April 12 Vol. 2, No. 8
These days it’s all about engines. No matter where you look out there in hardware land, you either see 2007 engines or you see the result of changes demanded by them. It ain’t always pretty. And it’s most definitely expensive.
I’ll stop short of delivering a rant here, but I truly don’t think the U.S. Environmental Protection Agency had the faintest clue about the costs involved when they
launched us into this seemingly endless round of ever tougher diesel emissions standards. In fact, I don’t think they cared anyway, and maybe that was the right approach. It’s pretty clear that we’ve been – as a continental society – environmentally irresponsible for a great many years. And equally clear that we had to fix it. I might argue the means, but I’ll leave that for another editorial space.
For now, I just wish there was a way to tally the total cost. We’re talking billions and billions and more billions of dollars.
Last year alone, by my rough calculations, North American class-8 truck buyers spent some $22 billion more on new trucks than they would have spent if the 2002/04 EPA standards hadn’t caused an engine price hike.
This line of thought arises when I look at the massive, though actually fairly subtle in most cases, changes to Peterbilt’s line of trucks detailed here. The truck
maker’s general manager, Dan Sobic, says it’s the largest product-development investment in company history. The changes were often substantial enough to warrant new model names – the 379 becomes the 389, for instance.
In that particular case, it seems clear that the modifications – mainly to the hood, now with a broader grille — were largely required to deal with the cooling and packaging demands of some ’07 engines. The new 388 and 389 sport new cooling systems too. And there’s sufficient concern about fuel economy that Peterbilt engineers have had to resort to design work on some pretty small
aerodynamic details as well as the big ones. Like oval-shaped exhaust stacks and a little air foil on the trailing edge of the outside air cleaner. Interesting tricks.
Nonetheless, give them credit, because with all these changes, they say they’ve reduced the 389’s aerodynamic drag by 40% or more compared to its predecessor. That’s not a small number, and the new 389 still looks like a classic
Western Star, incidentally, chose a different route in order to accommodate the larger radiators required to cool ’07 engines. The engineers there added a drop-front frame casting on all models so that they wouldn’t have to make exterior modifications to the traditional Western Star hood and grille.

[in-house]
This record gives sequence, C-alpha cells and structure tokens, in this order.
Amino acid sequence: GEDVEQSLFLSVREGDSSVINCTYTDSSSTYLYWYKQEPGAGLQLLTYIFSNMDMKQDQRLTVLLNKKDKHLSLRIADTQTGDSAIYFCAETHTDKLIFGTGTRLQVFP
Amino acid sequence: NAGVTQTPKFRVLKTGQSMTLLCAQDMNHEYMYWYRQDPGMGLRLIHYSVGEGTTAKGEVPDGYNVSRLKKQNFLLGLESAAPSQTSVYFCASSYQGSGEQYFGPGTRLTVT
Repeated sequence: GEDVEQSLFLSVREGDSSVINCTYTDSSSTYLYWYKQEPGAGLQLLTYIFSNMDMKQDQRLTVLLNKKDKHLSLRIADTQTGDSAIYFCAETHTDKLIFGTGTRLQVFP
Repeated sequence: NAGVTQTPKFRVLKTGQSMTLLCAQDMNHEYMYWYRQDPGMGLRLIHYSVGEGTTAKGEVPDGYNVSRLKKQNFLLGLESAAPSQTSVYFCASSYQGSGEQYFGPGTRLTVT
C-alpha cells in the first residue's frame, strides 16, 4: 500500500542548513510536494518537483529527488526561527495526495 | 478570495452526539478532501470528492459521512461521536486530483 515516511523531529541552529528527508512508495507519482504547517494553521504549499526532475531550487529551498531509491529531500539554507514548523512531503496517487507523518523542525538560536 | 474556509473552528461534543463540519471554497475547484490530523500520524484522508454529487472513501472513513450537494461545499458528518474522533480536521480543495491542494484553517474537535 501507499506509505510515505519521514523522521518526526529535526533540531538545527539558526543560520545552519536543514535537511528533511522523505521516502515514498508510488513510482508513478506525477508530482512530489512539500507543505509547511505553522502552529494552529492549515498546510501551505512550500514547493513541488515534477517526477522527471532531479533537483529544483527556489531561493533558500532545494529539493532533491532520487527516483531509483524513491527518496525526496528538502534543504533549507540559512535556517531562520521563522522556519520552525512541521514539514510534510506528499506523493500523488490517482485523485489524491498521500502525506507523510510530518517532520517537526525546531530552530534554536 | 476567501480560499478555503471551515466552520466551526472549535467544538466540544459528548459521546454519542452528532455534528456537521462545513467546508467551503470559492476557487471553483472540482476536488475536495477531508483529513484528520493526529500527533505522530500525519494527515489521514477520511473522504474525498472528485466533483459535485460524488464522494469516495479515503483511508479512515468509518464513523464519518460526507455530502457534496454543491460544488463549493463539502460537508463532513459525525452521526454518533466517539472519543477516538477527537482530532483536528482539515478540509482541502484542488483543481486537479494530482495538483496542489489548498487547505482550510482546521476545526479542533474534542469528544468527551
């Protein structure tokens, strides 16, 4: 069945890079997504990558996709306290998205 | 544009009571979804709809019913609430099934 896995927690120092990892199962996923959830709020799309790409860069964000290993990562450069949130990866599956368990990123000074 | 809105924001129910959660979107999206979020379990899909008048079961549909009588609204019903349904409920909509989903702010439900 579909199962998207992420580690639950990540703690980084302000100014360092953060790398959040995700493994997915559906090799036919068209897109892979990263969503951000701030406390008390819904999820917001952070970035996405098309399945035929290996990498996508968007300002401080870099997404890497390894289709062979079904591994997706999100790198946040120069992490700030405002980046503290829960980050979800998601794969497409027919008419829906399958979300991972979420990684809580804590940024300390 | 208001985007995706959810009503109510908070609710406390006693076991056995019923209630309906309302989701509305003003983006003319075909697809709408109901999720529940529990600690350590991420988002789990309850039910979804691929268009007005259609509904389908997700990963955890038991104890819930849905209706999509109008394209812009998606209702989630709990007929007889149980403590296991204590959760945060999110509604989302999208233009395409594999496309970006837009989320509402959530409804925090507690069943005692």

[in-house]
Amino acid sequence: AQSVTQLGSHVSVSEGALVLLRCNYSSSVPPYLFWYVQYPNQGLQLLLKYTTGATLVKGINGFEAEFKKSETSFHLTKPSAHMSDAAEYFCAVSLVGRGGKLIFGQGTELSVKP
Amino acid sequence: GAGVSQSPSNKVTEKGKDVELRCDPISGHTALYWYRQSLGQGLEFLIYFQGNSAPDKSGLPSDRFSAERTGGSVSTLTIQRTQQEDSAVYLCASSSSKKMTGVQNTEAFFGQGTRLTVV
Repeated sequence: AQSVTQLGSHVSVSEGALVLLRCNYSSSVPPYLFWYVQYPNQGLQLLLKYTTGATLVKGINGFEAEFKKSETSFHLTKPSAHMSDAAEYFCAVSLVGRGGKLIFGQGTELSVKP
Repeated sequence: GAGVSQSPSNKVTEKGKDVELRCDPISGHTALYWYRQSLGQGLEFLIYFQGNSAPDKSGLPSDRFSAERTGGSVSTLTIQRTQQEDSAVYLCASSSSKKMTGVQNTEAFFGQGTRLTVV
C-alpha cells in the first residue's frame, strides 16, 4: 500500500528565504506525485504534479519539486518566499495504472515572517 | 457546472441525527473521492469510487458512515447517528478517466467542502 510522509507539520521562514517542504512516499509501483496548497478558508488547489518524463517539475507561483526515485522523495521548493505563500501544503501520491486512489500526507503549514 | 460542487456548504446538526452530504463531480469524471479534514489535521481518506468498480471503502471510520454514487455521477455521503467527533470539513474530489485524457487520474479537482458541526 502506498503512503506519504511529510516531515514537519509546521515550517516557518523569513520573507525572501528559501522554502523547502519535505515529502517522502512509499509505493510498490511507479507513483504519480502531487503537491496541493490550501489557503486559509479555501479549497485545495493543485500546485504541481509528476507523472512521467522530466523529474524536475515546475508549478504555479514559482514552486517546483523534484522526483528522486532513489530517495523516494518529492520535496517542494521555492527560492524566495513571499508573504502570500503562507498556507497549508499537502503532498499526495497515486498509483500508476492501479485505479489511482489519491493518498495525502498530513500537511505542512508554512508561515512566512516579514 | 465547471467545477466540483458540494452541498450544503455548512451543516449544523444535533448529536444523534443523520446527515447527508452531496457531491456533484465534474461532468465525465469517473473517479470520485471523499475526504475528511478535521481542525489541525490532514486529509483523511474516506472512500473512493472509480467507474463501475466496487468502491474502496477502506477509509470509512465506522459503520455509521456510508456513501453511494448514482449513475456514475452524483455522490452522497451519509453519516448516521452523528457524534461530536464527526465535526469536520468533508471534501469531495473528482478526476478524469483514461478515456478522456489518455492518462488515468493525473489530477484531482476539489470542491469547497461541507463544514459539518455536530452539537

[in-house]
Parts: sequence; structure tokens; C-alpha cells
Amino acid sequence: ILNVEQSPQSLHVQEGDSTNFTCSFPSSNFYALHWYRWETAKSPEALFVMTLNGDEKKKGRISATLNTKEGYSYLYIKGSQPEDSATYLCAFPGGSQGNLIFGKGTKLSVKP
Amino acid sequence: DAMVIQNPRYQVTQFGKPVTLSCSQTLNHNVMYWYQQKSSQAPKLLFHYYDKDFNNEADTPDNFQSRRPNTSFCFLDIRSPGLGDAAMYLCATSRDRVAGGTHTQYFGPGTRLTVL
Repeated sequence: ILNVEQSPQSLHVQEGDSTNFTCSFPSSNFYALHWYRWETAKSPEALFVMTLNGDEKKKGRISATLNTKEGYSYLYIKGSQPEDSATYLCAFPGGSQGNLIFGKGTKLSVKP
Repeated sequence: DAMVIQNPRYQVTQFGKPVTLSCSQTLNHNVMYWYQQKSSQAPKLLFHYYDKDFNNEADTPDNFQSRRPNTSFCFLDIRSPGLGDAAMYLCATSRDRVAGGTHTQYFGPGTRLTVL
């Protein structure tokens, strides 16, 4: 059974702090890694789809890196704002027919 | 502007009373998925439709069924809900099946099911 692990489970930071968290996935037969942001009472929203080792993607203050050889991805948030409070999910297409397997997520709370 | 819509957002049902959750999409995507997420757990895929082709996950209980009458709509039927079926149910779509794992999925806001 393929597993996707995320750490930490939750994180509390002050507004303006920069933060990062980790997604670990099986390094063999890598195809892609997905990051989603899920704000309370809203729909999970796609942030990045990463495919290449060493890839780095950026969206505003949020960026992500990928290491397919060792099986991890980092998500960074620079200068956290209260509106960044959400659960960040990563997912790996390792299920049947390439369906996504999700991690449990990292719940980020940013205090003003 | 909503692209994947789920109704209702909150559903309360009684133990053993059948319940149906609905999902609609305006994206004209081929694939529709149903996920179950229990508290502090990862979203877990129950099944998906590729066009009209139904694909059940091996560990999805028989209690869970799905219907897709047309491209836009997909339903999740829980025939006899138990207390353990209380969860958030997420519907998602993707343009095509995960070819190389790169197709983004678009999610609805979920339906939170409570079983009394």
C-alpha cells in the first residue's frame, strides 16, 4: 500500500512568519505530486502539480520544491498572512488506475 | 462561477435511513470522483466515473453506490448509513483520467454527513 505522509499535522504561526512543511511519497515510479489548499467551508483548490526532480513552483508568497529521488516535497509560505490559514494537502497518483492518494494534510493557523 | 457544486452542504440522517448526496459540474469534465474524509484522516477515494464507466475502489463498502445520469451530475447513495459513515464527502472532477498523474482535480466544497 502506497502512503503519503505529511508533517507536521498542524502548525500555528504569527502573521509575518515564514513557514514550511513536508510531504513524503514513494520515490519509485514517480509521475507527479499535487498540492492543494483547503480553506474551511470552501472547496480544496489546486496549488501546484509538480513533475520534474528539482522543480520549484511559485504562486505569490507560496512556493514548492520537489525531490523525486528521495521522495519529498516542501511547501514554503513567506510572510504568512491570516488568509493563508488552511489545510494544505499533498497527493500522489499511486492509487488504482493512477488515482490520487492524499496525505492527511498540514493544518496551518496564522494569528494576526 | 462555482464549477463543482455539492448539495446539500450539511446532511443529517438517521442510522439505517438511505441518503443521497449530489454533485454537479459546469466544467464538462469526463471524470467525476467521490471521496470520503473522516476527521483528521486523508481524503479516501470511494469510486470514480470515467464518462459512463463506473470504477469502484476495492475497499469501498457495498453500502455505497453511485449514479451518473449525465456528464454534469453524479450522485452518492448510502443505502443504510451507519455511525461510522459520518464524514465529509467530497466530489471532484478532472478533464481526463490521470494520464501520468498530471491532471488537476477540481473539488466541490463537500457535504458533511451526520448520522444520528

There’s also good news on the engine front, I have to say, some of which I witnessed first hand at a Cummins distributorship in Louisville just ahead of the Mid-American Trucking Show last month. I saw a demonstration, for instance, of the diesel particulate filter cleaning process. Simple and quick describes it, with air blown into the DPF at 30 psi on a machine made by SPX. A second pass
won’t always be necessary but it can be done at 60 psi. And it took all of five minutes, plus the time required to remove the DPF from the truck. Less than an hour, all told, while some other engine makers are talking two or three hours. Luckily, this won’t be required until 200,000 miles or more.
If the filter is really gummed up – maybe by an oil leak of some sort – the SPX machine will be outgunned, and the DPF will go to Cummins ReCon on a core/exchange basis.
On another front entirely, an interesting bit of news from Carrier Transicold. It’s linked up with Teleflex, makers of the Proheat auxiliary power unit, to be its exclusive distributor of APUs in the aftermarket. Carrier’s new ComfortPro series is the Teleflex line with a new name, and you won’t see the Proheat moniker again (which dates all the way back to 1990). The product line provides electricity for sleeper air conditioning and heating, 4000 watts of 110/120-volt household current for on-board appliances, 40 amps of battery charging, and engine
preheating for cold-weather starts.
And finally, how about the Titan Trailers ‘Walk-Thru’ B-train described elsewhere in this newsletter? Amazing flexibility for chip haulers and others, with a live floor
that can exhaust its load out either end. I mentioned winter testing in this item, but what I didn’t say is that it was Titan president Mike Kloepfer himself who, fed up
with southern Ontario’s warm winter, hauled a test train a thousand miles north to where polar bears roam. Pricey, no doubt, but I can see this one being popular in its niche.
So maybe it’s not all about engines after all. Just seems that way these days.
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